College Composition II- Toliver
13 February 2019
Summary and Analysis of King’s Letter from Birmingham Jail
Rev. Martin Luther King, Jr. writes “Letter from Birmingham Jail”, which was later published in King’s book “Why We Can’t Wait”, in response to criticism of nonviolent protests that took place in Birmingham, Alabama on Easter weekend 1963. King was taken into custody on April 16, 1963 for parading without a permit while marching in support of desegregation. While detained, King received a public statement from eight white clergymen who describe King’s actions as “unwise and untimely” and condemned the “outsiders coming in.”
Dr. King begins the letter by calling the clergymen “men of genuine goodwill” and acknowledges the sincerity of concern that sets a tone of “reasonable” dialogue. King first states why he is in Birmingham; “injustice is here.” King explains “injustice anywhere is a threat to justice everywhere” and that he “cannot sit idly by... and not be concerned about the events taking place in Birmingham.” According to King, there are four basic steps in any nonviolent campaign: collection of the facts to determine whether injustices exist; negotiation; self-purification; and direct action. King maintains that the group of activists has followed all of these steps in Birmingham. Dr. King states “freedom is never voluntarily given by the oppressor, it must be demanded by the oppressed.” Rev. King then goes on to describe the many things that African-Americans have to go through on a daily basis and explains why the group is protesting and speaking out against segregation. King gives many different kinds of evidence to back up the content of the letter including anecdotes, pathos, and the names of various well-known people.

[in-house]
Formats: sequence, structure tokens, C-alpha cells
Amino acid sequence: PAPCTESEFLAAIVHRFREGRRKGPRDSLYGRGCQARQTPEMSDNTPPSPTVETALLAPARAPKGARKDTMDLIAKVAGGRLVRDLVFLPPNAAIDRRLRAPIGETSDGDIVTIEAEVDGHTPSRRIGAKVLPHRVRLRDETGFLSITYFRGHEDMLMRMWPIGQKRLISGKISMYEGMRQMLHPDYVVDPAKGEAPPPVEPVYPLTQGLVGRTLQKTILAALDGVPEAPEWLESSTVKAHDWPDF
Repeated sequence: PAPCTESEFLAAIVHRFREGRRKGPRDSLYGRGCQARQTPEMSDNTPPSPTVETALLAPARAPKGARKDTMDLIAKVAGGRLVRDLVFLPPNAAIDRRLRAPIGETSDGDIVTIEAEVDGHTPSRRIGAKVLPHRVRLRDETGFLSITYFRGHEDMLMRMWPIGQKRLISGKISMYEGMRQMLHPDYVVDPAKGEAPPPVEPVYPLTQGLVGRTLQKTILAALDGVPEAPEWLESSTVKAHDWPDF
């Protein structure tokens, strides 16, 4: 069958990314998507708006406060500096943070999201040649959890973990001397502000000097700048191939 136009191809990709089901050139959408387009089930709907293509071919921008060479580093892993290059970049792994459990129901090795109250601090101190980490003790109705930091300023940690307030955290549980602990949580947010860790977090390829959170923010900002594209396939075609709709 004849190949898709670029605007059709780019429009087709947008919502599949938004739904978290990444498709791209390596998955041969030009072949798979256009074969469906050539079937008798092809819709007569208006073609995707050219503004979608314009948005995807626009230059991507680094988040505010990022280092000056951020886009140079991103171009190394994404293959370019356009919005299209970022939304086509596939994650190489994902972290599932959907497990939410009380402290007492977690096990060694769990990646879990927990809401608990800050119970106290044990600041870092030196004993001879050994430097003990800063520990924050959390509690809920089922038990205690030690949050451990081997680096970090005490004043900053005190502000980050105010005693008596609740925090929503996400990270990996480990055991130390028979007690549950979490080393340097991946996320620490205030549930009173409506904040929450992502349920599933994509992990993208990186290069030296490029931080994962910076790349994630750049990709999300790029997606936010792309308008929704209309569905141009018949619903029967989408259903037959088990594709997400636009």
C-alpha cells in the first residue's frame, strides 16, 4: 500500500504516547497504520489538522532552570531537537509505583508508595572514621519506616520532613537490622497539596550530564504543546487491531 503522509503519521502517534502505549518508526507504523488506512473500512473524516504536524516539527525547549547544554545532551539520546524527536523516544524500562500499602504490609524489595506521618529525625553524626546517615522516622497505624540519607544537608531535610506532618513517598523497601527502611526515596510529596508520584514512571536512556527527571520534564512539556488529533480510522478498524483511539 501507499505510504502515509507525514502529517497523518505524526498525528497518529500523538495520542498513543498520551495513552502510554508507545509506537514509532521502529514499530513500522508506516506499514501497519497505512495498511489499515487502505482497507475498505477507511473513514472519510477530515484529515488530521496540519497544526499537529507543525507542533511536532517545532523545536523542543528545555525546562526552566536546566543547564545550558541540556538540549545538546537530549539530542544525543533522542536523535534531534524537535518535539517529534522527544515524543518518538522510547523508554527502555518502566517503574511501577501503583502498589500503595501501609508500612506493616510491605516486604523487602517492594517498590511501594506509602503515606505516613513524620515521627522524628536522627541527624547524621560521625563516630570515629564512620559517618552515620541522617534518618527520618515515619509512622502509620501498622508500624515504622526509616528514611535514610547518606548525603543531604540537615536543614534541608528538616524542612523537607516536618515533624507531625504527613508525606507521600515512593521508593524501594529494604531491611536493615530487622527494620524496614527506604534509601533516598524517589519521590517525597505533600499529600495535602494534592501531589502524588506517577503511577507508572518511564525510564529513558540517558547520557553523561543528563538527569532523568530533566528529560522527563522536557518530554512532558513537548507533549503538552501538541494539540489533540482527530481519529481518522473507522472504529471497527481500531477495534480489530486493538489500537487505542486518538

King concludes the letter by wishing the clergymen had commended the Negro sit-inners instead of reprimanding them. King states “If I have said anything...that overstates the truth...I beg you to forgive me. If I have said anything that understates the truth...I beg God to forgive me.”
In Letter from a Birmingham jail, Dr. King points to a number of historical figures so as to support his line of action. In the letter, King talks about Jesus who was branded as an “extremist for love” and who was crucified for his beliefs. Paul, an avid follower of Jesus who is credited with the early spreading the Christian gospel is also featured in the letter. The German priest, Martin Luther, who was responsible for standing up against some of the practices of the ancient Roman Catholic Church, is also referenced. Mr. King also refers to John Bunyan who was imprisoned for his beliefs and willingly stayed in jail rather than going against all he stood for. The United States president Abraham Lincoln who supported the abolishment of slavery is also referenced in King’s letter. The letter also cites Thomas Jefferson whose words in the Declaration of Independence maintain that all men are created equal. All of ...